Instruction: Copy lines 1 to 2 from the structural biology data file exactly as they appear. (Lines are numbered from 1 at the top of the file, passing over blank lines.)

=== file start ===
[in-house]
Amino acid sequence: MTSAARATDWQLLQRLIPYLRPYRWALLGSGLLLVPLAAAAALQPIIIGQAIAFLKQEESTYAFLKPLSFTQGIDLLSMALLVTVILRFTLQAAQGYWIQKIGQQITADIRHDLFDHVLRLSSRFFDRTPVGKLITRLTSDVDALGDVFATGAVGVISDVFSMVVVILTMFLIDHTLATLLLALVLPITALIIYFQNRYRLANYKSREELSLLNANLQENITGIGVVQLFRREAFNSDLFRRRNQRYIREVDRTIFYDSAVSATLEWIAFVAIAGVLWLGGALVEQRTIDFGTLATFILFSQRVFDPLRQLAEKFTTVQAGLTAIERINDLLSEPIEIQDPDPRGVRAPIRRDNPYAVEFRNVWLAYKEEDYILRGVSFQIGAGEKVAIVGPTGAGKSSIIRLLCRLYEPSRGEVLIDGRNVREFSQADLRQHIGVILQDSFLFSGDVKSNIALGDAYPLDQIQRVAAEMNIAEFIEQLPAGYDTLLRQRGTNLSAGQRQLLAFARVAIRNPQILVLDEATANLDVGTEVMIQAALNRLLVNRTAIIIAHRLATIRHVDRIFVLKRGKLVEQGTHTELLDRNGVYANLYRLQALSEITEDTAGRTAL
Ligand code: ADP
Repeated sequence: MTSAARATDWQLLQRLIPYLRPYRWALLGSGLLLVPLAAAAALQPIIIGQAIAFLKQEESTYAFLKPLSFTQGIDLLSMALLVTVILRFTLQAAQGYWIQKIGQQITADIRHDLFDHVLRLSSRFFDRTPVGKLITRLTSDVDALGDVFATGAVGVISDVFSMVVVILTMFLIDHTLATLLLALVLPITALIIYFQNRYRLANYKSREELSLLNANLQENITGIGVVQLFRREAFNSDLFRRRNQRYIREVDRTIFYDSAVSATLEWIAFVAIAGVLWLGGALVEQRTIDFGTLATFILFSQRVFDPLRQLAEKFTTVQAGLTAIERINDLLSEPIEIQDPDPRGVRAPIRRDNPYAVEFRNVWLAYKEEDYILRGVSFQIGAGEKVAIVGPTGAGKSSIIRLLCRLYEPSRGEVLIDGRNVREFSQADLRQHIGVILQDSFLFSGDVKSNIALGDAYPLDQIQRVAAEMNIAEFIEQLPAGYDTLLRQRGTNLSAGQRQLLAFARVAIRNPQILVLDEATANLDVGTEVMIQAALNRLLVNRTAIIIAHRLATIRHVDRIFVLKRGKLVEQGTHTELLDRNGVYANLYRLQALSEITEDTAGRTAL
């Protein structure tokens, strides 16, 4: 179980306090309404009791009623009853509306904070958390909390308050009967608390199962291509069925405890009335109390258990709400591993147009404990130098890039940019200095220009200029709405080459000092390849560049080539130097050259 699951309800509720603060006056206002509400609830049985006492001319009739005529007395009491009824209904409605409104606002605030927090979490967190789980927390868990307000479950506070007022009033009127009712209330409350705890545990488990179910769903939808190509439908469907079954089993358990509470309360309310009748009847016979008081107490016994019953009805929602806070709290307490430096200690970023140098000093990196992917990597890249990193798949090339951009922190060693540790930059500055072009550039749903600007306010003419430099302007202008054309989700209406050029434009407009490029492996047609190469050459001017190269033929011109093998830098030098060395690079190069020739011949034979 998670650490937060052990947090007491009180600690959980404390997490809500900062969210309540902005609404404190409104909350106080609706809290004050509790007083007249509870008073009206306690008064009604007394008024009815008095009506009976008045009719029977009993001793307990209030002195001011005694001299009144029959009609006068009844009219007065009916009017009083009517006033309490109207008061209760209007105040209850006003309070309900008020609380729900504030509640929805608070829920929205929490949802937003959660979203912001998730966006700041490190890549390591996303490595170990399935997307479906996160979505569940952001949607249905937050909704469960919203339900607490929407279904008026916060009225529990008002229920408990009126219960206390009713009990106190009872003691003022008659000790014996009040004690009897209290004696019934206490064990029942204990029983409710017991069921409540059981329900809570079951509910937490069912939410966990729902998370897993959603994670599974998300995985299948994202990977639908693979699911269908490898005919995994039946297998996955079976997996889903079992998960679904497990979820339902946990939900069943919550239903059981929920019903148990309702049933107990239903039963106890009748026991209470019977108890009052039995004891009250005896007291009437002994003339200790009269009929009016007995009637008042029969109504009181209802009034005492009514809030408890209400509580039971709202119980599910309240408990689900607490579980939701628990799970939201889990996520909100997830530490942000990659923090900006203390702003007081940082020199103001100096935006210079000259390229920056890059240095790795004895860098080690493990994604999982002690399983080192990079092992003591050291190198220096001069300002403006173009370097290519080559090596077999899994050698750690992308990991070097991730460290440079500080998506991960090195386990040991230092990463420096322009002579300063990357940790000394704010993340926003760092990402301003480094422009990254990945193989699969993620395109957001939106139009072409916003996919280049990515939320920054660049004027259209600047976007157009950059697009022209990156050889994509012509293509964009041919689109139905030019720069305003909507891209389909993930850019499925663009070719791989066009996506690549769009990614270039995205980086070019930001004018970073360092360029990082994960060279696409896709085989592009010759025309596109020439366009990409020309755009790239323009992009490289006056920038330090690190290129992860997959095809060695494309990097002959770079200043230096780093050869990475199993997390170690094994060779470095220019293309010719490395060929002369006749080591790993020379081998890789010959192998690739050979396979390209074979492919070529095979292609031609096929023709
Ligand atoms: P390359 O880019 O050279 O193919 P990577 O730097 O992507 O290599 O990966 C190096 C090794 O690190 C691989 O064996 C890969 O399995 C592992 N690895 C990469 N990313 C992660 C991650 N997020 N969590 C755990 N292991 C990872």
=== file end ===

[in-house]
Amino acid sequence: MTSAARATDWQLLQRLIPYLRPYRWALLGSGLLLVPLAAAAALQPIIIGQAIAFLKQEESTYAFLKPLSFTQGIDLLSMALLVTVILRFTLQAAQGYWIQKIGQQITADIRHDLFDHVLRLSSRFFDRTPVGKLITRLTSDVDALGDVFATGAVGVISDVFSMVVVILTMFLIDHTLATLLLALVLPITALIIYFQNRYRLANYKSREELSLLNANLQENITGIGVVQLFRREAFNSDLFRRRNQRYIREVDRTIFYDSAVSATLEWIAFVAIAGVLWLGGALVEQRTIDFGTLATFILFSQRVFDPLRQLAEKFTTVQAGLTAIERINDLLSEPIEIQDPDPRGVRAPIRRDNPYAVEFRNVWLAYKEEDYILRGVSFQIGAGEKVAIVGPTGAGKSSIIRLLCRLYEPSRGEVLIDGRNVREFSQADLRQHIGVILQDSFLFSGDVKSNIALGDAYPLDQIQRVAAEMNIAEFIEQLPAGYDTLLRQRGTNLSAGQRQLLAFARVAIRNPQILVLDEATANLDVGTEVMIQAALNRLLVNRTAIIIAHRLATIRHVDRIFVLKRGKLVEQGTHTELLDRNGVYANLYRLQALSEITEDTAGRTAL